Social Media Intelligence: Measuring Brand

Report
Social Media Intelligence: Measuring Brand
Sentiment from Online Conversations
David A. Schweidel
Goizueta Business School
Emory University
October 2012
What’s Trending on Social Media?
Agenda
• Social Dynamics in Social Media Behavior
– Why do people post a product opinion? What
influences their posting behavior? (Moe and
Schweidel 2012)
– What is the impact of these social dynamics on
product sales? (Moe and Trusov 2011)
• Social Media Intelligence (work in progress
with W. Moe)
– What factors influence social media metrics?
– How can we adjust our metrics for different
sources of data?
Why do people post?
•
Opinion formation
– Pre/post purchase (Kuksov and Xie
Pre-Purchase Evaluation
E[uij]
Purchase Decision and
Product Experience
2008)
– Customer satisfaction and wordof-mouth (Anderson and Sullivan 1993,
Post-Purchase Evaluation
Vij=f(uij, E[uij])
Anderson 1998)
•
Opinion expression
– Opinion dynamics (Godes and Silva
2009, Li and Hitt 2008, Schlosser 2005, McAllister
and Studlar 1991)
– Opinion polls and voter turnout
(see for example McAllister and Studlar 1991)
LATENT EXPERIENCE MODEL
Opinion formation versus opinion
expression (Berinsky 2005)
Incidence
Decision
Evaluation
Decision
SELECTION
EFFECT
ADJUSTMENT
EFFECT
Posted Product Ratings
INCIDENCE & EVALUATION MODELS
•
Selection Effects:
What influences participation?
• Extremely dissatisfied customers are more
likely to engage in offline word-of-mouth (Anderson
1998)
• Online word-of-mouth is predominantly
positive (e.g. Chevalier and Mayzlin 2006, Dellarocas and Narayan 2006)
• Subject to the opinions of others
– Bandwagon effects (McAllister and Studlar 1991, Marsh 1984)
– Underdog effects (Gartner 1976, Straffin 1977)
– Effect of consensus (Epstein and Strom 1981, Dubois 1983, Jackson 1983, Delli
Carpini 1984, Sudman 1986)
Adjustment effects:
What influences posted ratings?
• Empirical evidence of opinion dynamics
– Online opinions decline as product matures (Li and Hitt 2008)
– Online opinions decline with ordinality of rating (Godes and Silva 2009)
• Other behavioral explanations of opinion
dynamics
– “Experts” differentiate from the crowd by being more negative
(Schlosser 2005)
– “Multiple audience” effects when opinion variance is high (Fleming et al
1990)
Modeling Overview
• Online product ratings for bath, fragrance and home retailer over 6
months in 2007 (sample of 200 products with 3681 ratings)
• Two component model structure (Ying, Feinberg and Wedel 2006):
– Incidence (Probit)
– Evaluation (Ordered Probit)
• Product utility links incidence and evaluation models (non-linear)
• Bandwagon versus differentiation effects
– Covariates of ratings environment
– Separate but correlated effects in each model component
• Product and individual heterogeneity
Role of post-purchase evaluation (Vij)
in rating incidence
0
1.5
2
2.5
3
3.5
Utility Effect on Posting Incidence
-0.1
-0.2
-0.3
-0.4
-0.5
-0.6
-0.7
Individual-Product Utility Value
4
4.5
5
Classifying Opinion Contributors
• Groups based on frequency of posts (β0)
Empirical Trends
5
3.5
4.8
3
•
Posted ratings
– Average rating decreases over
time
– Variance increases over time
•
Poster composition
– Community-builders are overrepresented in the posting
population.
– As forum evolves, participation
from community-builders
increases while that of LI and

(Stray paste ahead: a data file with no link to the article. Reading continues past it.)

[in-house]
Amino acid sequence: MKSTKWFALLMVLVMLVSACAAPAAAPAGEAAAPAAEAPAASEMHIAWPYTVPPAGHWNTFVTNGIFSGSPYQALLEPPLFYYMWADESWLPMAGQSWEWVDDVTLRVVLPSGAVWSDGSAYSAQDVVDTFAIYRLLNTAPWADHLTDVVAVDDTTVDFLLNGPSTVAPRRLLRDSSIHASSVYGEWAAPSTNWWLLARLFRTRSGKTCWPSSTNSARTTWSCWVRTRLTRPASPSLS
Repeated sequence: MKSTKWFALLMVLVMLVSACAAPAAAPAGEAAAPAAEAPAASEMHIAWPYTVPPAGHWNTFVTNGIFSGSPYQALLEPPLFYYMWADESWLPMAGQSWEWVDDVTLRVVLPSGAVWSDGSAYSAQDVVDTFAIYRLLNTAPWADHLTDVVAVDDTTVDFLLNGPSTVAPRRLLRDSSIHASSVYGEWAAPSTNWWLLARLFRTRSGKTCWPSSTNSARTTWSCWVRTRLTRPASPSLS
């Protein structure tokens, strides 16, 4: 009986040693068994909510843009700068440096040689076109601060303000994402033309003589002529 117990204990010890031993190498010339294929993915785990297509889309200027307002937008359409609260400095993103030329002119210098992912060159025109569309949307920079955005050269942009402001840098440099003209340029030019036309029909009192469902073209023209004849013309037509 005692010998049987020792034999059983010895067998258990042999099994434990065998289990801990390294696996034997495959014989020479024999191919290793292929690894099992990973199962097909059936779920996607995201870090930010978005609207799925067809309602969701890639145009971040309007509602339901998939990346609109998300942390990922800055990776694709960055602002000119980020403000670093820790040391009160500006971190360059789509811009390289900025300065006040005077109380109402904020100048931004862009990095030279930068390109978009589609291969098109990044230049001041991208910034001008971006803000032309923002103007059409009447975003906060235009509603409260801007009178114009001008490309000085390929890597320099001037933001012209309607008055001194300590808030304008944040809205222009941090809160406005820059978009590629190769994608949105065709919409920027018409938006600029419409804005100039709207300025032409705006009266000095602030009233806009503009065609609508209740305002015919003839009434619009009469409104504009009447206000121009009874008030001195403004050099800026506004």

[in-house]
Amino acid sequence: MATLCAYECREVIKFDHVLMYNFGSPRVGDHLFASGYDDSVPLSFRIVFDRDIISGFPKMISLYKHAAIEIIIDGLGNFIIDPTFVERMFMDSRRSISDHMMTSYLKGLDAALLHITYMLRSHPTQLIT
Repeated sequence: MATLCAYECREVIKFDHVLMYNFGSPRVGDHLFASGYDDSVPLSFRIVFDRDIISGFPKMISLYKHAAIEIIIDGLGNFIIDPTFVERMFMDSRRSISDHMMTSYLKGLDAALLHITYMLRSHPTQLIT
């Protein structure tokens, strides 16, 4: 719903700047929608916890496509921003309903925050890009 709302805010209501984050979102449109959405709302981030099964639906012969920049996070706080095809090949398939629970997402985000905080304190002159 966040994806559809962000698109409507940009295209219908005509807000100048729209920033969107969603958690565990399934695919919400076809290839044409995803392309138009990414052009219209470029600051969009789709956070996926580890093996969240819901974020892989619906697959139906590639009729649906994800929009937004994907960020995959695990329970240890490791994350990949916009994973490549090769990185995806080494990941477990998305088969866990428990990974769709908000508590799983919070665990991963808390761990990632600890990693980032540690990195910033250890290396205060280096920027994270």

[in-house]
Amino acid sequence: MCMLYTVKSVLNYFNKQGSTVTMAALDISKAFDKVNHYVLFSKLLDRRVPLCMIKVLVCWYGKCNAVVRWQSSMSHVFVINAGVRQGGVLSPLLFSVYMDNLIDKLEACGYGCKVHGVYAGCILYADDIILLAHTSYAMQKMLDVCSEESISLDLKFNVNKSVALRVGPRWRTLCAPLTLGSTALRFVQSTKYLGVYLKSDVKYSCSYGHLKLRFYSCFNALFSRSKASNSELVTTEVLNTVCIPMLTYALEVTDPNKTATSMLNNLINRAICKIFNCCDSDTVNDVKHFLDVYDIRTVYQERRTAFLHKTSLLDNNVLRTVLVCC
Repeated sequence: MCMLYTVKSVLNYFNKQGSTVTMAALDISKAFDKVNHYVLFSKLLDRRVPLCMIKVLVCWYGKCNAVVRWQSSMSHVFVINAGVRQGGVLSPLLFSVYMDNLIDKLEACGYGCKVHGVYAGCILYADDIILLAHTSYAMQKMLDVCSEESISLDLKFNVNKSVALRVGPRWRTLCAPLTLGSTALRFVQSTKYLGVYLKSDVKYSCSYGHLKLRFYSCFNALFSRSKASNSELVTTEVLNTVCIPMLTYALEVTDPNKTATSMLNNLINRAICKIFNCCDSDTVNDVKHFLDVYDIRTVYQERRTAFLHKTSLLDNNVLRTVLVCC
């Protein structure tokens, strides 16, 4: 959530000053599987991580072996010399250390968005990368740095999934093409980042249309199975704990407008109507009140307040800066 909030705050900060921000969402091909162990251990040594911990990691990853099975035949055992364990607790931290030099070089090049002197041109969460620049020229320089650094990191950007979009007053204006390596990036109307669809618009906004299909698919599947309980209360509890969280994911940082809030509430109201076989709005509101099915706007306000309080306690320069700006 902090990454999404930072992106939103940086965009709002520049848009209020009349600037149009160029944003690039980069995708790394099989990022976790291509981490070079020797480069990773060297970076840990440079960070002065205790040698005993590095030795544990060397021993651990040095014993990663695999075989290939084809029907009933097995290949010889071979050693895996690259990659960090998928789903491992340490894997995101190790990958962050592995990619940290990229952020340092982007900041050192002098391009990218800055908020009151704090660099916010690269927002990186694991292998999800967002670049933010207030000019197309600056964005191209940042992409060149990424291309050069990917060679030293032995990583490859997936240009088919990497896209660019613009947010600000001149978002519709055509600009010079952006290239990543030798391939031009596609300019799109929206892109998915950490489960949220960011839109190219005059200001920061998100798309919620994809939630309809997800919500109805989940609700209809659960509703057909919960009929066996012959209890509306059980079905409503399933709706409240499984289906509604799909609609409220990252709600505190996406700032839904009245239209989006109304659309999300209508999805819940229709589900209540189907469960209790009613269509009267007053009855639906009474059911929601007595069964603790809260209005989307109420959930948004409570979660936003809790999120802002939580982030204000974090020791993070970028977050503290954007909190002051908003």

BW decreases.
2.5
4.4
4.2
2
4
1.5
3.8
3.6
Variance
Average Rating
4.6
1
3.4
0.5
3.2
3
0
1 3 5 7 9 11 13 15 17 19 21 23 25 27 29 31 33 35 37 39 41 43 45 47 49
Rating
Average
Variance
0.7
Proportion of Posters
0.6
0.5
0.4
0.3
0.2
0.1
0
1
3
5
7
9 11 13 15 17 19 21 23 25 27 29 31 33 35 37 39 41 43 45 47 49
Rating
% Activists
% Low-Involvement
Effect of Opinion Variance
MEDIAN CUSTOMER BASE
5
POLARIZED CUSTOMER BASE
5
3.5
4.8
4.8
3
4.6
3
4.6
2
4
1.5
3.8
3.6
1
3.4
2.5
4.4
4.2
2
4
1.5
3.8
3.6
1
3.4
0.5
3.2
3
0
1 3 5 7 9 11 13 15 17 19 21 23 25 27 29 31 33 35 37 39 41 43 45 47 49
0.5
3.2
3
0
1 3 5 7 9 11 13 15 17 19 21 23 25 27 29 31 33 35 37 39 41 43 45 47 49
Rating
Average
Rating
Variance
Average
Variance
•
Customer bases have same mean but different variance in opinions
•
With a polarized customer base, ratings exhibit:
– Lower average with a significant decreasing trend
– Greater variance
•
Negative ratings do not necessarily signal a lower average opinion among
customers
Variance
4.2
Average Rating
2.5
4.4
Variance
Average Rating
3.5
Conclusions: Individual-level Analysis
•
Empirical findings
– Heterogeneity in posting incidence and evaluation
– Incidence and evaluation behavior are related and can result in a
systematic evolution of posting population
•
General trends in the evolution of product forums:
– Dominated by “activists””
– Participation by activists tends to increase as forum evolves while
participation by low-involvement individuals tend to decrease
•
Implications:
– Ratings environment does not necessarily reflect the opinions of the
entire customer base or even the socially unbiased opinions of the
posters
– Posting behavior is subject to venue effects…
Posting Decisions
Opinion / Brand Evaluation
Do I post?
What do I
post?
Where do I
post?
Sentiment
Venue Format
Product
Domain
Attribute
SOCIAL MEDIA METRICS
The value of social media as a research
tool
• Does it matter where (i.e., blogs, microblogs,
forums, ratings/reviews, etc.) we listen?
– Product/topic differences across venues?
– Systematic sentiment differences across venues?
– Venue specific trends and dynamics?
• How do social media metrics compare to other
available measures?
Social media monitoring
IN PRACTICE
• Early warning system: Kraft
removed transfats from Oreos in
2003 after monitoring blogs
IN RESEARCH
• Twitter to predict sock prices
(Bollen, Mao and Zeng 2011)
• Twitter to predict movie sales (Rui,
• Customer feedback: Land of Nod
monitors reviews to help with
product modifications and
redesigns
• Measuring sentiment: Social
media listen platforms collect
comments across venues
Whinston and Winkler 2009)
• Discussion forums to predict TV
ratings (Godes and Mayzlin 2004)
• Ratings and Reviews to predict
sales (Chevalier and Mayzlin 2006)
Does source of data matter?
• Online venues (e.g., blogs, forums, social networks, micro-blogs) differ
in:
– Extent of social interaction
– Amount of information
– Audience attracted
– Focal product/attribute
• Venue is a choice
– Consumers seek out brand communities (Muniz and O’Guinn 2001)
– Venue depends on posting motivation (Chen and Kirmani 2012)
• Social dynamics affects posting (Moe and Schweidel 2012, Moe and Trusov 2011)
Research Objective
• Assess online social media as a listening tool
• Disentangle the following factors that can systematically
influence posted sentiment
– Venue differences